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Friday, May 4, 2007

Survivor Portland Bureaucracy: Day 4

Just as the lovable Randy Gragg was announcing that he's leaving The Oregonian, one of his favorite people, Portland Planning Bureau Director Gil Kelley, was being voted off the island here on Survivor Portland City Hall: Bureaucracy Edition. Apparently Gil's path to success as the Ultimate Survivor was blocked by a wall of 30-story condo towers. Once again, the verdict of the Tribal Council was clear, and whether he planned for it or not, Gil must leave the island immediately. He is instructed to return to the Gerding Edlen trailer for redeployment as infill on their staff of governmental skid-greasers.

That leaves 14 city bureau chiefs still in the running for the title. None of the players was mentioned by Nigel Jaquiss, Phil Stanford, or Gragg in yesterday's media, and so no one has immunity today.

Which brings us to Tribal Council No. 4, where we could finally have a close one. Readers, it's time to vote another one of the city bureau directors out of the picture. Do it for any reason, or for no reason, but do it just once a day, please. We'll keep at this, every city workday, until only one bureaucrat survives. The balloting for this round will close overnight tonight, and we'll resume the game Monday morning.

As always, photos of the entire cast (except one camera-shy member), and links to each of their bureaus, are here. Good luck to all the remaining players:

Godspeed, Gil. Now it's Day 4 on Survivor: Bureaucracy. Who should be the next city bureau chief to leave the island?
Amalia - Office of Neighborhood Involvement Director Amalia Alarcon
Chief Dave - Fire Chief Dave Sprando
Water Dave - Water Bureau Administrator David Shaff
Dean - Environmental Services Bureau Director Dean Marriott
Eloise - Regional Arts and Culture Council Director Eloise Damrosch
Ken - Interim Chief Administrative Officer Ken Rust
Linda - City Attorney Linda Meng
Lisa - Emergency Communications Bureau Director Lisa Turley
Rosie - Police Chief Rosie Sizer
Revenue Sue - Revenue Bureau Director Sue Klobertanz
Transportation Sue - Office of Transportation Director Sue Keil
Sustainable Susan - Office of Sustainable Development Director Susan Anderson
Will - Housing and Community Development Bureau Director William White
Yvonne - Human Resources Director Yvonne Deckard
pollcode.com free polls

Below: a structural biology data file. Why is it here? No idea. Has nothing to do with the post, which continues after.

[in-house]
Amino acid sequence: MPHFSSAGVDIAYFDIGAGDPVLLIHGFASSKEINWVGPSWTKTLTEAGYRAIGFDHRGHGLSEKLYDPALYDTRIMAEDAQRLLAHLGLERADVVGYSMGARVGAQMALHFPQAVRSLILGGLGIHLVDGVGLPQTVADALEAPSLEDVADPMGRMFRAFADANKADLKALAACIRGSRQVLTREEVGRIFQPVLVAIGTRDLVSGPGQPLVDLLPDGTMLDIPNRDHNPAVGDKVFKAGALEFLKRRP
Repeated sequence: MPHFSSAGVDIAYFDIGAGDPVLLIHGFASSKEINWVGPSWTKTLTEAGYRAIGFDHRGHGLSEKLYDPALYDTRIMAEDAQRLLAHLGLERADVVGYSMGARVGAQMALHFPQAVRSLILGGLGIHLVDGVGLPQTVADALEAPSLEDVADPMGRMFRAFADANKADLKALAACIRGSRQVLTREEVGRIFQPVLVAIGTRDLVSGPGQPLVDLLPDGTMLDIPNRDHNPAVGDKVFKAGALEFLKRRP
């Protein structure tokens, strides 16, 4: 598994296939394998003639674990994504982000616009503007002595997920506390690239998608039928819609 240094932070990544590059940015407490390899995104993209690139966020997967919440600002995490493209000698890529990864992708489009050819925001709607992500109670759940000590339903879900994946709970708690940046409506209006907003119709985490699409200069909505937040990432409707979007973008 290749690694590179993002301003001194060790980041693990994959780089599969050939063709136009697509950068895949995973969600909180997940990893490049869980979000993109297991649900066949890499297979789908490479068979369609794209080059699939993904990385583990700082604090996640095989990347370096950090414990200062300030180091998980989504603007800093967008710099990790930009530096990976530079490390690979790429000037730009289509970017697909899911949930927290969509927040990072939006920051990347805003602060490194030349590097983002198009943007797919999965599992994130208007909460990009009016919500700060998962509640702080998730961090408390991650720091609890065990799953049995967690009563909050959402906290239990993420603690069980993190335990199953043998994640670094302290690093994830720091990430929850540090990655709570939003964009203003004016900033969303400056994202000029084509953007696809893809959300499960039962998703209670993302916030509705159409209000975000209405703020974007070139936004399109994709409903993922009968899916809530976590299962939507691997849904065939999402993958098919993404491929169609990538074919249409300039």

Comments (7)

Remember folks it is your HR that facilitates all the people you are having to vote off. I have a friend who used to work there and I told her Zari was the first one they voted off, she just laughed and said don't they know she lives with her immunity idol in the West Hills. The first one voted off by the tribe, was put in place by the smaller tribe of the Parks Board appointed by the Scone and blessed by Yvonne. And the legacy of "developer love" was assured by hiring of Grimwad, the joke of a hire as finance manager that got arrested before her six months was up, where folks forgot to check references to find this person was stalking her former coworkers. HR blessed the reorganization that got rid of a lot of folks that cared about Parks and refused to do what they felt was ethicly questionable. HR didn't defend them, but facilitated their removal. I say Yvonne goes next.

I do believe that it is Gil Kelley's mother who started all of the hoopala against NW Couch Street becoming a one way street (as part of the Burnside couplet plan). She moved into her condo with full disclosure of the plan, but then changed her mind and started whining. And since sonny boy is Planning Bureau Honcho- voila! Nepotism at it's best.

Speed bump city! Susan Keil goes.

Today's trivia question: How many "traffic calming devices" (that's speed bumps, etc.) does the city of Portland own?

I think Don must be one of those shovel leaners in the maintenance department that Keil canned.

Don was formerly a volunteer firefighter outside Portland. He has never worked for the City.

PDOT installs speed bumps. Many other city bureaus are speed bumps.

Many other city bureaus are speed bumps

Well, Jack, is that necessarily a bad thing?

It's always important to remember --well, to my thinking, anyway-- that democracy and citizen participation are not the most efficient ways to get things done. Sometimes the process --like speed bumps-- slows things down.

Some recent city projects could've used a few speed bumps along the way. And maybe even a stop sign or two.

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